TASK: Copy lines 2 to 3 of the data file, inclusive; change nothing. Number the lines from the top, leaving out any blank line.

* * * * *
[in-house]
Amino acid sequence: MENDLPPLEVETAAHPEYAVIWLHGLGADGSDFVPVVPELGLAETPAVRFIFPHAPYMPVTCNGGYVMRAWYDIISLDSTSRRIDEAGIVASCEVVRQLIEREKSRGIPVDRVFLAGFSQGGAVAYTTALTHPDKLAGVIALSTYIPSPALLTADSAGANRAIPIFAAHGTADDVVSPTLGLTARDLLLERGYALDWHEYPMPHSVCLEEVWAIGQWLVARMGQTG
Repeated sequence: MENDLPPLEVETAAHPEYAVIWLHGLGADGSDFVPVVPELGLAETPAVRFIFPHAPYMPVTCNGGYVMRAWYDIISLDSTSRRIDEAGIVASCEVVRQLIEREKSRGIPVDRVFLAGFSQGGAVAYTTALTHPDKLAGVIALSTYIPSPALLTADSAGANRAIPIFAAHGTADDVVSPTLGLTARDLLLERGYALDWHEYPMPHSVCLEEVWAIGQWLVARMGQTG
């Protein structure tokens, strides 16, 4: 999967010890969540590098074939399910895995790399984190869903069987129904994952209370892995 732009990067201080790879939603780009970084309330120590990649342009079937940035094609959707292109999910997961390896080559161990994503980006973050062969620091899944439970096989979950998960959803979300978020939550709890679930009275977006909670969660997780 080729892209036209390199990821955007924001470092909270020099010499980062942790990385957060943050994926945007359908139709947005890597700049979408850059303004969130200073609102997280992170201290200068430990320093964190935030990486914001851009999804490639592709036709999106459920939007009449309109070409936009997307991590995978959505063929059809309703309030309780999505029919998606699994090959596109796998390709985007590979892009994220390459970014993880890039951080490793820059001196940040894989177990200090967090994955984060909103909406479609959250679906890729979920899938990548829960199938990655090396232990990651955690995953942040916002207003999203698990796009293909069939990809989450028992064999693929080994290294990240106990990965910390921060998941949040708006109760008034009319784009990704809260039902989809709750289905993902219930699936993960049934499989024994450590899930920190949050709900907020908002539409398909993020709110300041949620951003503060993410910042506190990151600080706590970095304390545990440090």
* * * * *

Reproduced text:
Amino acid sequence: MENDLPPLEVETAAHPEYAVIWLHGLGADGSDFVPVVPELGLAETPAVRFIFPHAPYMPVTCNGGYVMRAWYDIISLDSTSRRIDEAGIVASCEVVRQLIEREKSRGIPVDRVFLAGFSQGGAVAYTTALTHPDKLAGVIALSTYIPSPALLTADSAGANRAIPIFAAHGTADDVVSPTLGLTARDLLLERGYALDWHEYPMPHSVCLEEVWAIGQWLVARMGQTG
Repeated sequence: MENDLPPLEVETAAHPEYAVIWLHGLGADGSDFVPVVPELGLAETPAVRFIFPHAPYMPVTCNGGYVMRAWYDIISLDSTSRRIDEAGIVASCEVVRQLIEREKSRGIPVDRVFLAGFSQGGAVAYTTALTHPDKLAGVIALSTYIPSPALLTADSAGANRAIPIFAAHGTADDVVSPTLGLTARDLLLERGYALDWHEYPMPHSVCLEEVWAIGQWLVARMGQTG